Charismatic leaders might believe that they can do no wrong, even when others warn them about the path that they're on.

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Servant Leadership

A "servant leader " is someone, regardless of level, who leads simply by meeting the needs of the team. 

These people often lead by example. They have high integrity and lead with generosity. Their approach can create a positive corporate culture, and it can lead to high morale among team members, but it doesn't work in situations where you have to make quick decisions or meet tight deadlines.

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Transactional Leadership

This style starts with the idea that team members agree to obey their leader when they accept a job. 

The "transaction" usually involves the organization paying team members in return for their effort and compliance on a short-term task. The leader has a right to "punish" team members if their work doesn't meet an appropriate standard.

It clarifies everyone's roles and responsibilities, but it can be amoral and can lead to high staff turnover

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SIMILAR ARTICLES & IDEAS:

Peter Drucker

"Management is doing things right; leadership is doing the right things."

Peter Drucker

Change Leadership Styles

Sometimes a teammate needs a warm hug. Sometimes the team needs a visionary, a new style of coaching, someone to lead the way or even, on occasion, a kick in the bike shorts. 

For that reason, great leaders choose their leadership style like a golfer chooses his or her club, with a calculated analysis of the matter at hand, the end goal and the best tool for the job.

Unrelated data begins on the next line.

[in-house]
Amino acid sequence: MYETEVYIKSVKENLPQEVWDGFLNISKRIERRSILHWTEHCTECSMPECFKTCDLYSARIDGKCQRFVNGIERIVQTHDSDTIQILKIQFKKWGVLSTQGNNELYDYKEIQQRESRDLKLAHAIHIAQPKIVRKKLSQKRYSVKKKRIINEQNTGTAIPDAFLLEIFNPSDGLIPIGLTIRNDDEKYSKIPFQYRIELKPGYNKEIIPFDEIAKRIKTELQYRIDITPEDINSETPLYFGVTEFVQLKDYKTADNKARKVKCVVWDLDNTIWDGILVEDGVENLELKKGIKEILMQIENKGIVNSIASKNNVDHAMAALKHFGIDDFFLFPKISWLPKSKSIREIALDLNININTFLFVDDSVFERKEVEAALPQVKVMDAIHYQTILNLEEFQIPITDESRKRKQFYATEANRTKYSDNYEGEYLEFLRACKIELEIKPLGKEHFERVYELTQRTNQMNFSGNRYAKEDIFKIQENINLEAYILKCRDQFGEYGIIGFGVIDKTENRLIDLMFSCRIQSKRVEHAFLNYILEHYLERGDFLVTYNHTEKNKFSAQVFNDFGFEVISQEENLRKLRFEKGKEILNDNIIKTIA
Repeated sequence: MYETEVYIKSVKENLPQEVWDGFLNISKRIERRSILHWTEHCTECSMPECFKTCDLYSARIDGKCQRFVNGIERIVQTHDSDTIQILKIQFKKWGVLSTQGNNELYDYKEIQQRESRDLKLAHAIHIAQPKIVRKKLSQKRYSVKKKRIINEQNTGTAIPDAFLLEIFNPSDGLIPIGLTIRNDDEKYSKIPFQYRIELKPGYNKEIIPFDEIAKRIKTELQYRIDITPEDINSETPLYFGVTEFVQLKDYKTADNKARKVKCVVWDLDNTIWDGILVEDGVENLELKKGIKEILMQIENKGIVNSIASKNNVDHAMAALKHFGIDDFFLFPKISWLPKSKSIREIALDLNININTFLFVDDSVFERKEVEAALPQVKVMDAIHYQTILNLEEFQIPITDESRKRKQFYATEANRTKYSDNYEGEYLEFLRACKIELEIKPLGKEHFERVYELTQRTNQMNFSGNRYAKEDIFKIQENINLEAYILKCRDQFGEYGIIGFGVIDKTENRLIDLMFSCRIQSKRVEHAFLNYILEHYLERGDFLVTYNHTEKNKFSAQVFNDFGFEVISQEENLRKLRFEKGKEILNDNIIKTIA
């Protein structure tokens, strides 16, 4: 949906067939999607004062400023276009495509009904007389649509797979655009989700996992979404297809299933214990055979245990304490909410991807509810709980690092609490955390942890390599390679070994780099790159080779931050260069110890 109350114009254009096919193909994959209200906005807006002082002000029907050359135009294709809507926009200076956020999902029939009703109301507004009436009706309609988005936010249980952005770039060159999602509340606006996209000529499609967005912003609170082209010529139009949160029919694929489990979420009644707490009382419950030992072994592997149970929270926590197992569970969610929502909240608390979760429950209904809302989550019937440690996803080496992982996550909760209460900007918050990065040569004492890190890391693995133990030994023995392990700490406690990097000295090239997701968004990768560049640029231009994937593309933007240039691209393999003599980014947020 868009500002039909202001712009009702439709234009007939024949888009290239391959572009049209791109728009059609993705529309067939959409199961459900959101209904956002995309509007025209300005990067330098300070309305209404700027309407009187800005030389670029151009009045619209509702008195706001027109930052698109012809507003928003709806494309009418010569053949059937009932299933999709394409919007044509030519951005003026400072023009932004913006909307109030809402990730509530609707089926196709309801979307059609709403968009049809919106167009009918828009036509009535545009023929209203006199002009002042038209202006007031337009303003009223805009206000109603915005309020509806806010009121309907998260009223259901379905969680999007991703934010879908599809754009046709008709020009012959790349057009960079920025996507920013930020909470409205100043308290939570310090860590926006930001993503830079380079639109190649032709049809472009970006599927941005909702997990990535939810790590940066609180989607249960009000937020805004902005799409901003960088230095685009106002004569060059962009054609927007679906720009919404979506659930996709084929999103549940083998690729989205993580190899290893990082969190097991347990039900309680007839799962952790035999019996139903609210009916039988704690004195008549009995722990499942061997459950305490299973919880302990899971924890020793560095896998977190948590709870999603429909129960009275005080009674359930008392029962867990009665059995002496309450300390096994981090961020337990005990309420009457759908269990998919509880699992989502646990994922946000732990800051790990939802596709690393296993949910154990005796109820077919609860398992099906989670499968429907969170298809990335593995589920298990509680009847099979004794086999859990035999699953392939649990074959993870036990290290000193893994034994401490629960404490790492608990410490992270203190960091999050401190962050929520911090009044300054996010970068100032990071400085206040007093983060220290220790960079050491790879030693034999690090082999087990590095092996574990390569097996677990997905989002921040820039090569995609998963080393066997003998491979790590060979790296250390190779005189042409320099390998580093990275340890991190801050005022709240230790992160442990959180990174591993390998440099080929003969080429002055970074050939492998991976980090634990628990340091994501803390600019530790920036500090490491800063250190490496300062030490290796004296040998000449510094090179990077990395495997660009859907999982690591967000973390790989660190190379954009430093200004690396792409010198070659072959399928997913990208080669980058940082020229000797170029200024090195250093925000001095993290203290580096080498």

Daniel Goleman’s leadership styles

  1. Pacesetting leader - “Do as I do, now”: expects and models excellence and self-direction. 
  2. Authoritative leader - “Come with me”: mobilizes the team toward a common vision.
  3. Affiliative leader - “People come first”:  works to create emotional bonds that bring a feeling of belonging.
  4. Coaching leader - "Try this": develops people for the future.
  5. Coercive leader - “Do what I tell you”: demands immediate compliance.
  6. Democratic leader - “What do you think?": builds consensus through participation.

The Why of Life

The Why of Life

Great leaders look at the fundamental forces of life, and ask 'Why'. There is a drive they carry, a cause, a purpose, that makes them inspired to achieve something bigger than themselves.

Clarity, Discipline and Consistency

  • Clarity Of Why: Great leaders have a clarity of Why they are doing what they do. 
  • The Discipline of How: The Why is held accountable by how things are done, and it is the most challenging component. 
  • The Consistency of What: Your 'What' is the result of your beliefs and actions. Everything you say or do, your products or services, has to have a certain consistency.

Followers Need Trust

Leaders gain followers due to trust. If customers (or end-users), and employees understand your core beliefs and drive, you start to gain their trust. 

This happens when you demonstrate and communicate that you share the same values and convictions.

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The Pressure Of Time

Most leaders have familiar approaches to managing time: setting goals, planning, delegating, tracking commitments, and creating to-do lists. While these approaches do help in self-organization, the...

Sustainable Productivity

Instead of increasing the number of productive hours, we can focus on getting the right things done in a timely way. We also need to restore and balance ourselves, our colleagues, family and environment, instead of a neurotic or pathological focus on deadlines.

Find out what's truly important to us and use the finite resource of time wisely.

Phantom Workload

Phantom workload looks like real work but results in massive unproductivity and even conflict in an organization. The pressure to meet unrealistic expectations causes a vicious cycle of further workload.

Leaders need to take a hard look at what is being avoided or not addressed. Facing difficult tasks that were 'swept under the carpet' earlier strengthens them further to make hard decisions and face difficult people and situations.